Sleep Medication Part II

Wed, Jun 3, 2009


Prescription Medication: Types and Uses (cont’d from Part I)

There are several types of medications that require prescription. Some medication last longer than others in your system (a longer half life), and some have a higher risk of becoming habit forming. For more information about medication, follow the link in the table to a Physician’s Desk Reference review of each medication. Consult your healthcare professional if you have a specific question about a medication.

Prescription Sleeping Medications

Benzodiazepine sedative hypnotics

Estazolam (ProSom)   

Flurazepam (Dalmane)   

Quazepam (Doral)

Temazepam (Restoril)   

Triazolam (Halcion)

Non-Benzodiazepine sedative hypnotics

Eszopiclone (Lunesta)

Zaleplon (Sonata)Zolpidem

Zolpidem (Ambien)

Melatonin receptor agonist hypnotic

Ramelteon (Rozerem)

Depression medication and insomnia

Trazodone (Desyrel).

All prescription sleeping pills have side effects. Those effects can vary depending on the specific drug, its dosage, and how long the drug has been in your system. Check with your family doctor or sleep consultant about any concerns you have. Common side effects can include the following symptoms: muscle aches, headache, dry mouth, daytime sleepiness, constipation, trouble concentrating, dizziness, drowsiness, unsteadiness, memory loss, and return insomnia.

Guidelines for Using Sleep Medications

The following guidelines and precautions are suggested by sleep professional if you planning to take sleep medications:

* Follow directions closely, starting with a very small dose and increasing it gradually, according to the doctor’s schedule. Find out whether you should take your medication with or without food, in the morning or in the evening. For some medications, certain foods must be avoided. Most sleeping pills should be taken on an empty stomach.

* Tell your doctor about other medications you are taking. This includes non-prescription medications such as pain relievers and allergy medicines, and herbal supplements. Combining medications can be very dangerous.

* Make sure that your doctor is aware of other medical conditions that you have. Some drugs can have serious side effects for people with other medical problems. Examples of these problems include high blood pressure, liver problems, glaucoma, depression and breathing problems.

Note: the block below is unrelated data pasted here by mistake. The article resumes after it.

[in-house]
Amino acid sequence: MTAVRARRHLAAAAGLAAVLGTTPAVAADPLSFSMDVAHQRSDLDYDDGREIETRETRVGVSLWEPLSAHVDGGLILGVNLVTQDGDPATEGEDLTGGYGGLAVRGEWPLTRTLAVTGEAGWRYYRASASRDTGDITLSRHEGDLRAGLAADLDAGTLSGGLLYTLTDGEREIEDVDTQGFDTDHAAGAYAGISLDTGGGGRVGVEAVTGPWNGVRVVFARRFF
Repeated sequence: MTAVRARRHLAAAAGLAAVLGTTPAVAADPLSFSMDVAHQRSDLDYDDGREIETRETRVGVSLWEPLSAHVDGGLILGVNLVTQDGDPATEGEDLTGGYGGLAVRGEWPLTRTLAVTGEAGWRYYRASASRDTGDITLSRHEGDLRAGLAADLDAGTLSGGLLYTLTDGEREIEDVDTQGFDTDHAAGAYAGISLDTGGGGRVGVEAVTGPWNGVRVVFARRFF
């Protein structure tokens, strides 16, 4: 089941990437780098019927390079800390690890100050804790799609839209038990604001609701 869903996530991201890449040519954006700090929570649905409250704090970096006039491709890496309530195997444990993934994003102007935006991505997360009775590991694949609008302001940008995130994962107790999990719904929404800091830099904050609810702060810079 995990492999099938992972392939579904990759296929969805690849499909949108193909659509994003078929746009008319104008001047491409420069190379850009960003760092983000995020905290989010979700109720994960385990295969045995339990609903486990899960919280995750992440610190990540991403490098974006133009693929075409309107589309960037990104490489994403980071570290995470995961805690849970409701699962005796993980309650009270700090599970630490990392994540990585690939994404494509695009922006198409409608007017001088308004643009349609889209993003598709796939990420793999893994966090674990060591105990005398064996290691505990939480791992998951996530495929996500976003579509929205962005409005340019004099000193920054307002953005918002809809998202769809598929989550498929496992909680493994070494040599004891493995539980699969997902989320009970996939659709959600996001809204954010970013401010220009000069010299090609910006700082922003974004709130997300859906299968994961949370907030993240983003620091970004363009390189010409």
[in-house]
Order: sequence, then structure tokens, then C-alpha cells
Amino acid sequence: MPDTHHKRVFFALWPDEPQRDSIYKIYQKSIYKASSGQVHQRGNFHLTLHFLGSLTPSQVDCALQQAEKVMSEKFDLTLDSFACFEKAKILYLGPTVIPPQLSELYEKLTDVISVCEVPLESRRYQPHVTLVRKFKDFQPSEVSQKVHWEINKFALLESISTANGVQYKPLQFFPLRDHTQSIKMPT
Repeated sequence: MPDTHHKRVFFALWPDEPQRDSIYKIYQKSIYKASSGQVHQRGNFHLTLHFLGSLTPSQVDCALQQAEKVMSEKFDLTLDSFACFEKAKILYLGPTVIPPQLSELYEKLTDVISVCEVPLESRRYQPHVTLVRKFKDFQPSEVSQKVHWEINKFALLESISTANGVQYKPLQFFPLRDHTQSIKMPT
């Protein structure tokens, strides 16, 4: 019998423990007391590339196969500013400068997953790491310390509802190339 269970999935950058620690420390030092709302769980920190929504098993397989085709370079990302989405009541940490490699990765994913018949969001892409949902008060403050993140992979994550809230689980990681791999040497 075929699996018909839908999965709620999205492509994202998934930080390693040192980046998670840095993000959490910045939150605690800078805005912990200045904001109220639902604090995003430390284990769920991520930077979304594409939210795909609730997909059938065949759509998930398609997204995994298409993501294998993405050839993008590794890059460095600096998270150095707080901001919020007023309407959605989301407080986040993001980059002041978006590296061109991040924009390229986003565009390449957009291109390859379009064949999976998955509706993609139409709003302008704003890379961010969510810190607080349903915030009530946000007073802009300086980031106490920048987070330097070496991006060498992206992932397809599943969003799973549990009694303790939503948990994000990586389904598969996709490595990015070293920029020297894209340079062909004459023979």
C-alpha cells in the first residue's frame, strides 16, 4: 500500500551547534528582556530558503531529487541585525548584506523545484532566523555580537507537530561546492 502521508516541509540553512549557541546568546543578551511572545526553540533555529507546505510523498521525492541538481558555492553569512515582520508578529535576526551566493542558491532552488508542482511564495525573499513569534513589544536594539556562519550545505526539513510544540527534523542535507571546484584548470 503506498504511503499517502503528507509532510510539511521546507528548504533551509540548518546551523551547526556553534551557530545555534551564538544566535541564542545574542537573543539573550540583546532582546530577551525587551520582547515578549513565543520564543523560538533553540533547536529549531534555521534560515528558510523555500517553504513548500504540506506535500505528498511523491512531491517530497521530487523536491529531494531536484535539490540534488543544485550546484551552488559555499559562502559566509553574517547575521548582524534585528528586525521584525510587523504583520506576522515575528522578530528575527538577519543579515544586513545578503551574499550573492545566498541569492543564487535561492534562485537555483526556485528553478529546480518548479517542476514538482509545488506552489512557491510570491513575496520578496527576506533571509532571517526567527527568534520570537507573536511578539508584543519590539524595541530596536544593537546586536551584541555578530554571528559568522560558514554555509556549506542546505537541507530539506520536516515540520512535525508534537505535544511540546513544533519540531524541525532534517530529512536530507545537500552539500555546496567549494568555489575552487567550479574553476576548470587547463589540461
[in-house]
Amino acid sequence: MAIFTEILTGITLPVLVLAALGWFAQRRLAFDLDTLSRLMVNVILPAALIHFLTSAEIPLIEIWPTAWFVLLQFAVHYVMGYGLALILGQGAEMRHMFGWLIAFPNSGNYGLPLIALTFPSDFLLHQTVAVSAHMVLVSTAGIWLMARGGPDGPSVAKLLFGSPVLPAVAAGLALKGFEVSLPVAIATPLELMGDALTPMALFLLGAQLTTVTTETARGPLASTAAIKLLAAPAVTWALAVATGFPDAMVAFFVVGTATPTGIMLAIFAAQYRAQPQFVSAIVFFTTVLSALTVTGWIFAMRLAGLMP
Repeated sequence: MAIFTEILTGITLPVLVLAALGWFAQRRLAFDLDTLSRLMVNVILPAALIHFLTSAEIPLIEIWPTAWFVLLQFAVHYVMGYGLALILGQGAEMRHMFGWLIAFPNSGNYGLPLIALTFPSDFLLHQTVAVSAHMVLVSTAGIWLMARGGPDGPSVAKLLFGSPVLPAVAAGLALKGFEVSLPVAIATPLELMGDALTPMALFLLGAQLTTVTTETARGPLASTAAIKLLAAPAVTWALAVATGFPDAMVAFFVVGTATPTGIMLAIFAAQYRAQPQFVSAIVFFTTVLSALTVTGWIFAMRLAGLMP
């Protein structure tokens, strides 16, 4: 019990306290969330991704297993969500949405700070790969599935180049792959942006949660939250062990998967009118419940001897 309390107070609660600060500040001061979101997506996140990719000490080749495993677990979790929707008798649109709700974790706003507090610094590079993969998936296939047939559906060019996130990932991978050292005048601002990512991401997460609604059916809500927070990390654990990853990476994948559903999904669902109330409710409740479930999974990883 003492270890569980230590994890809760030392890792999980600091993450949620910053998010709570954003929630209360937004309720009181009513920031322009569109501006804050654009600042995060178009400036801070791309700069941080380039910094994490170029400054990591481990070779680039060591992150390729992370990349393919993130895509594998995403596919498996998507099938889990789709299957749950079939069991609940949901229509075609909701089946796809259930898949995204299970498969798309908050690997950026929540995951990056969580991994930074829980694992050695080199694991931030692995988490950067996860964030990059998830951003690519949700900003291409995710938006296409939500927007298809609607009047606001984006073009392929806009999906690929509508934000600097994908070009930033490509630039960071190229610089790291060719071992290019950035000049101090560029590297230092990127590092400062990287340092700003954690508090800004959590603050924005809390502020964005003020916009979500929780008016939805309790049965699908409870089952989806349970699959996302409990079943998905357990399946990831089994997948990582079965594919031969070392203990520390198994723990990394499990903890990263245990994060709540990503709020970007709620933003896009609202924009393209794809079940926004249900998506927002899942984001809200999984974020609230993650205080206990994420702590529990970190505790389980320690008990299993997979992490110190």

* Carefully read the package insert that comes with your medication. Pay careful attention to the potential side effects that it describes.

* Only take a sleeping pill when you will have enough time to get a full night of sleep (7 to 8 hours). Otherwise you may feel drowsy the next day.

* If appropriate, use the medications intermittently, rather than nightly, in order to decrease the negative effects and to increase the effectiveness when you do use them. Be sure to check with your doctor as some medications cause withdrawal side effects when stopped abruptly.

* Never drink alcohol near the time when you take a sleeping pill. Never drink alcohol in an attempt to fall asleep faster. Not only will alcohol disrupt your sleep even more, it can dangerously interact with the sleeping pill.

* Never drive a car or operate machinery after taking a sleeping pill. Especially when you first start taking a new sleep aid, you may not know how it will affect you, so proceed with caution the next day.

* Ask your doctor for specific instructions for decreasing and/or terminating use. In some cases, stopping medication abruptly can cause uncomfortable side effects and even rebound insomnia

25% of Americans suffer from sleep disorders that keep them tossing and turning.This video can help, but if you can’t sleep, here are some other ideas about things to do in bed.

Watch Video: What’s Keeping You Awake?

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